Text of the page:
Multiple missile threats detected, engaged during U.S. Army/Northrop Grumman radar and sensor testingNews
December 16, 2019
WHITE SANDS MISSILE RANGE, N.M. The U.S. Army and Northrop Grumman Corp. report successful simultaneous engagement of two incoming target cruise missiles during a flight test using the Army?s Integrated Air and Missile Defense (IAMD) battle command system (IBCS).
Dan Verwiel, vice president and general manager, missile defense and protective systems, Northrop Grumman, said of the trial: “Taking advantage of all available resources in the battlefield, IBCS enhances battlefield survivability by enabling 360-degree sensor coverage, and enables highest probability of defeat by ensuring the most effective weapon is used to intercept each threat.”
Information regarding the test from Northrop Grumman shows that the flight test, designed to emulate potential real-world events, began with the launch of two cruise missile surrogate threats; the cruise missiles flew in a maneuvering formation until close to their targets, and then split off to attack two separate defended assets. As part of the test, IBCS fused data from the various participating sensors and external networks into accurate composite tracks of both threats, developed the engagement plan employed by the soldiers to successfully launch two PAC-2 missiles, and intercepted both cruise-missile targets.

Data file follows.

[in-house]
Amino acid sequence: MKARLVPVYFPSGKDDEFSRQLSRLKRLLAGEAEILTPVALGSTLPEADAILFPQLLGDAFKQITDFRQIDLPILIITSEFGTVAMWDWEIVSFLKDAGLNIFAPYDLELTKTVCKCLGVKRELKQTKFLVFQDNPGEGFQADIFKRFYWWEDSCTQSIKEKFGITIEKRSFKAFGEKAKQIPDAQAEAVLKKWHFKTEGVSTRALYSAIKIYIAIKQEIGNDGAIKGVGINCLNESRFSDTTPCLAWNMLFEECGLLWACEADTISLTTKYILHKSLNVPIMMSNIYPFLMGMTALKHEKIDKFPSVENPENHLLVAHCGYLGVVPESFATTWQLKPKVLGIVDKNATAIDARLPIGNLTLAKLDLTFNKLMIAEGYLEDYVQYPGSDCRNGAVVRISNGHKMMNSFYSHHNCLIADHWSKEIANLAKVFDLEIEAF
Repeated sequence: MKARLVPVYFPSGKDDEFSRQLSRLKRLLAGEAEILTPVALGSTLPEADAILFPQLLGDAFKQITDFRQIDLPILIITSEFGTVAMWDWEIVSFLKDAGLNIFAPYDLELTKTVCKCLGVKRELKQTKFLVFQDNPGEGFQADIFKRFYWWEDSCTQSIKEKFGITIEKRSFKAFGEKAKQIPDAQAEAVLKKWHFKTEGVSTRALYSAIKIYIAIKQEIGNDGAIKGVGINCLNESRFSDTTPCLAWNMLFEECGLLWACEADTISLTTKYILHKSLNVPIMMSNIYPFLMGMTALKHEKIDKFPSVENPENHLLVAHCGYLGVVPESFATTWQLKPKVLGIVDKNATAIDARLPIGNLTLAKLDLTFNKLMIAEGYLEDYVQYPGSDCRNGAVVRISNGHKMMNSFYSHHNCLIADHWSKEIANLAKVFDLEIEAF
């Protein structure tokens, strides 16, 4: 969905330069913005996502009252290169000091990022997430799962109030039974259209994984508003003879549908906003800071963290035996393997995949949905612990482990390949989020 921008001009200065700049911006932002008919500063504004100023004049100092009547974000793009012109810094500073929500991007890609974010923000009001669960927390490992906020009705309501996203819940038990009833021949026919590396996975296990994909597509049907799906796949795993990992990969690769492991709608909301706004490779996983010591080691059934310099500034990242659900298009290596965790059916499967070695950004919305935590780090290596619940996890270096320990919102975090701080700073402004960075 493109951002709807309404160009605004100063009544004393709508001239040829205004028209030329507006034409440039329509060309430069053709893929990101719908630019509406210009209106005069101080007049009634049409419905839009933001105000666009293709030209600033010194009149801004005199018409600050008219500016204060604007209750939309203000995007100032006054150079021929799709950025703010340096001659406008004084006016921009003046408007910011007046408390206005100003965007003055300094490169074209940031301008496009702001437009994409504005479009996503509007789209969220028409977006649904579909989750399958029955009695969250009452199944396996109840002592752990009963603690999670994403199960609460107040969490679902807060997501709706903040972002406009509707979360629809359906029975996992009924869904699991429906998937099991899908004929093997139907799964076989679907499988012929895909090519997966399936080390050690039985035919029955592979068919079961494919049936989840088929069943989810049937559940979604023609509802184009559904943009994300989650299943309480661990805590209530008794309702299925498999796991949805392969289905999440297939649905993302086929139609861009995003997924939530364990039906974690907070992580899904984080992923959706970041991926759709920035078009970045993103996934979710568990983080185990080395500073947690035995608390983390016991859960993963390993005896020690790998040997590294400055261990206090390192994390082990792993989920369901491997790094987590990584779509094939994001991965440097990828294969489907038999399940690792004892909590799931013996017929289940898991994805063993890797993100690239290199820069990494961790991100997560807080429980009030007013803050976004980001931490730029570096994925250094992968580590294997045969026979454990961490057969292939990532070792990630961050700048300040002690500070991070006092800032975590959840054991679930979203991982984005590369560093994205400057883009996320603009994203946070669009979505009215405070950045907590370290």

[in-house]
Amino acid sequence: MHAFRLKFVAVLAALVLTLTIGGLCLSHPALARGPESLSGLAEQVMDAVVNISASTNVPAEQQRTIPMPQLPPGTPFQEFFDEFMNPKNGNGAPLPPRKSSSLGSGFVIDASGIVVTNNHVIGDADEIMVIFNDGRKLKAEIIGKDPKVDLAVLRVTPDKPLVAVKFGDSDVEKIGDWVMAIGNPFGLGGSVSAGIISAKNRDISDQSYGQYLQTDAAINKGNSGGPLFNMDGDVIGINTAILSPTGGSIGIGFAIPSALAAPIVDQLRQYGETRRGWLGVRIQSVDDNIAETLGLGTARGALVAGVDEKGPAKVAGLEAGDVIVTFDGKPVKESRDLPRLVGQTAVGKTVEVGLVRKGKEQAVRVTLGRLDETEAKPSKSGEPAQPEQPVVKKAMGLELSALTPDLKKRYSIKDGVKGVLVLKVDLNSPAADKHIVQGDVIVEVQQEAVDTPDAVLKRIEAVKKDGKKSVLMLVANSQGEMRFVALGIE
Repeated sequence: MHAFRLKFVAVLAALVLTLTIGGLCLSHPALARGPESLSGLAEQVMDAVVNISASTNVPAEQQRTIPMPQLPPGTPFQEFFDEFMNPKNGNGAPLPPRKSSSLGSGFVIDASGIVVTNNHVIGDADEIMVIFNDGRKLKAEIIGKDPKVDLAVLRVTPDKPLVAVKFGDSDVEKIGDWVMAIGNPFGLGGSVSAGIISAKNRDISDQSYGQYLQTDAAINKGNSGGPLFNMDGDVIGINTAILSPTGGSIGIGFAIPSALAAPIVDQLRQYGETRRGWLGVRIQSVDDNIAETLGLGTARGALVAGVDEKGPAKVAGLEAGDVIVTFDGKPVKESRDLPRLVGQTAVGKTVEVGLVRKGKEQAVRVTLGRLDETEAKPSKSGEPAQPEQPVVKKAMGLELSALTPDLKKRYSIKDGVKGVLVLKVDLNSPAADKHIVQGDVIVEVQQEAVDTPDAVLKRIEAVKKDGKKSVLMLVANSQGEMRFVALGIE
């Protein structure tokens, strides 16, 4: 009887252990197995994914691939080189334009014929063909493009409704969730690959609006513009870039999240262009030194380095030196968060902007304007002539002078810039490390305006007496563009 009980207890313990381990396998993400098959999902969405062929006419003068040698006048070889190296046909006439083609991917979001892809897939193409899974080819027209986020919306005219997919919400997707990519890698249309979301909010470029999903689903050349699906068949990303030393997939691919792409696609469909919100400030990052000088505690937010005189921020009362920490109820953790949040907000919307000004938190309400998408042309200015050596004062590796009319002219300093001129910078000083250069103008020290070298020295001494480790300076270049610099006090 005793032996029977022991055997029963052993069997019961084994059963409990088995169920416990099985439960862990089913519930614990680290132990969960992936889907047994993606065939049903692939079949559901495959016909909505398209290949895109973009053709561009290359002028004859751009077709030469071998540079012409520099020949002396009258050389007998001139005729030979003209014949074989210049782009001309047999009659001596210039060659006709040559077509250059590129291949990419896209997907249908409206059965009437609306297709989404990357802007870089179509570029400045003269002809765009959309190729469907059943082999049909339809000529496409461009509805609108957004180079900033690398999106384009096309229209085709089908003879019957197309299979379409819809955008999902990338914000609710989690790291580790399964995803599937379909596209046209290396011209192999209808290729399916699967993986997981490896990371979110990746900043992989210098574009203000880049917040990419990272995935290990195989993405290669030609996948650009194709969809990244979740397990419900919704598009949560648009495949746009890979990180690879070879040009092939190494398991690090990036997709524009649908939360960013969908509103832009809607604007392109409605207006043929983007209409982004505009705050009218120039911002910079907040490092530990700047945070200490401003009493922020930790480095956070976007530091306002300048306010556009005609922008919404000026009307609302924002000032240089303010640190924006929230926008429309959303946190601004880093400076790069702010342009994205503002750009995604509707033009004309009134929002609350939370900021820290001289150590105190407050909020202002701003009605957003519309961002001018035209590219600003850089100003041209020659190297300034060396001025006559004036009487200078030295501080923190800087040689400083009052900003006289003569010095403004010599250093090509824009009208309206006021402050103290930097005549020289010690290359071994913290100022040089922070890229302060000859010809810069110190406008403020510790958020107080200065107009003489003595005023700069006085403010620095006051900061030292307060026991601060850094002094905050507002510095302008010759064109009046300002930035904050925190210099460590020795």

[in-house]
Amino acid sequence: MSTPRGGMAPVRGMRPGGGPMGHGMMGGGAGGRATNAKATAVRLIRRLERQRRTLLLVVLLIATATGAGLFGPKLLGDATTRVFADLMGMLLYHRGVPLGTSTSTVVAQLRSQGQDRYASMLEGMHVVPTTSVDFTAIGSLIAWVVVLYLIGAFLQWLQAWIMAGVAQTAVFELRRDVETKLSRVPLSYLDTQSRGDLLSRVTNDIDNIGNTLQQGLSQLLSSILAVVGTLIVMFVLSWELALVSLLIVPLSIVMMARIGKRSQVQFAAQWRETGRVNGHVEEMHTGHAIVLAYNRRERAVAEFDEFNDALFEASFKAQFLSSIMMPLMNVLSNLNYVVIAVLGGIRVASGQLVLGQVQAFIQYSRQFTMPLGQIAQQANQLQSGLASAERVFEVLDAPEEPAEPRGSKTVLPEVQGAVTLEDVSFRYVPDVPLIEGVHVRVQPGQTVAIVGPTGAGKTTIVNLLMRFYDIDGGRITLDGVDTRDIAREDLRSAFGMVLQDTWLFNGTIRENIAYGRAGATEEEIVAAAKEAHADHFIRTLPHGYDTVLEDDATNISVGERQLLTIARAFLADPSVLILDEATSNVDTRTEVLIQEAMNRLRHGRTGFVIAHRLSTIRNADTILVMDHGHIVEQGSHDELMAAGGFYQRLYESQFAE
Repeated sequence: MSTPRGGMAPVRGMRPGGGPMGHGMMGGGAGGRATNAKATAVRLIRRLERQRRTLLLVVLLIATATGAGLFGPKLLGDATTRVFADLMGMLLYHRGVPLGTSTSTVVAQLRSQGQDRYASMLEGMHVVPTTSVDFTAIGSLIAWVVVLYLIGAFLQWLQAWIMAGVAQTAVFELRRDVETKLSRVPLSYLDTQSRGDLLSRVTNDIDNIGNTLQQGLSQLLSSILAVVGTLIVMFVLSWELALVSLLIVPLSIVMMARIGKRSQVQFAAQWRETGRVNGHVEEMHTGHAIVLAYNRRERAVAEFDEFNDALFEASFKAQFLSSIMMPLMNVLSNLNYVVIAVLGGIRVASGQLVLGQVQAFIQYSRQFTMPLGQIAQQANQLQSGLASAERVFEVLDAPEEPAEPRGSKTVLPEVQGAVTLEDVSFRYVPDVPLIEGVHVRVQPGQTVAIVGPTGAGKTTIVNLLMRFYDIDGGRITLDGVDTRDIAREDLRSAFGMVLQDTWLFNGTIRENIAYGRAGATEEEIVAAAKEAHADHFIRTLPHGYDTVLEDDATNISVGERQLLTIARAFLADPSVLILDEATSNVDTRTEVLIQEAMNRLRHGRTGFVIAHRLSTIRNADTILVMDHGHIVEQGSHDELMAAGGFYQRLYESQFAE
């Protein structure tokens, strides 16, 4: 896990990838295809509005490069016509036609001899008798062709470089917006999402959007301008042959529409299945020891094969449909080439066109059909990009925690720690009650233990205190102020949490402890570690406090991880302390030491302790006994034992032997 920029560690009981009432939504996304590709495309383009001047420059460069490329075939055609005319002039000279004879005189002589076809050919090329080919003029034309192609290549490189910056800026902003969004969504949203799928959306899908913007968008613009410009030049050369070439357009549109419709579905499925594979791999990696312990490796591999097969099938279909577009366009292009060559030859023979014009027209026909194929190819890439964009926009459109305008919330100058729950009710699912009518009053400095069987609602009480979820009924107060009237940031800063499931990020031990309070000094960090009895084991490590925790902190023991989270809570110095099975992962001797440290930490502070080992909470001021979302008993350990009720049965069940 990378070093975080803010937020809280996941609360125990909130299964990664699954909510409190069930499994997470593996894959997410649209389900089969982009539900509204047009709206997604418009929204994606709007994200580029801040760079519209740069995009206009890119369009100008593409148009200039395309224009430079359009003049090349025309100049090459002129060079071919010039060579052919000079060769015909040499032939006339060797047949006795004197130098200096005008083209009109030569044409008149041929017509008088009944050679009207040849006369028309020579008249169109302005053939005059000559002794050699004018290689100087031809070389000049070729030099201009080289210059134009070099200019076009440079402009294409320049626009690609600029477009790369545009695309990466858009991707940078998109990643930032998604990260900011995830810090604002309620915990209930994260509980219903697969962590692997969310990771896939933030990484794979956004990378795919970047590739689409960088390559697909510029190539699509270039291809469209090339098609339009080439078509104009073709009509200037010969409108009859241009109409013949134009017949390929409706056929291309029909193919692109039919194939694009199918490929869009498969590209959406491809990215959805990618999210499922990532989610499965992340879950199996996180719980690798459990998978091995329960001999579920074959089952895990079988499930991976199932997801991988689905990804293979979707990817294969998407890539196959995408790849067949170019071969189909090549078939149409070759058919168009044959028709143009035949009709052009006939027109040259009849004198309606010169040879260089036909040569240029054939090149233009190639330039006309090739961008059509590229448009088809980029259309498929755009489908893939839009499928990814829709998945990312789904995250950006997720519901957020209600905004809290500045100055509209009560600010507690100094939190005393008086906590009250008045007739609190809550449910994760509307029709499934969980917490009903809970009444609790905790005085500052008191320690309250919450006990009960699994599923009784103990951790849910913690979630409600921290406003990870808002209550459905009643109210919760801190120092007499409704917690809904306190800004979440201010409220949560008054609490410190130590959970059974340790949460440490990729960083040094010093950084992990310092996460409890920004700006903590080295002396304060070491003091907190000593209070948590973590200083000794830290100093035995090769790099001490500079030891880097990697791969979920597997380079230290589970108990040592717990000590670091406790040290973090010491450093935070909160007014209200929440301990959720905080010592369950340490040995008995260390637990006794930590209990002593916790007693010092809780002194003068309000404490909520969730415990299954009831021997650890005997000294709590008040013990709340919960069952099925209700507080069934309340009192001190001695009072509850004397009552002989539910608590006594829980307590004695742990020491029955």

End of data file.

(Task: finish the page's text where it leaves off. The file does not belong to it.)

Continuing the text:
Brig. Gen. Brian Gibson, Army Futures Command and director of the Air and Missile Defense Cross Functional Team, states that IBCS is expected to undergo Limited User Test in the second quarter of 2020.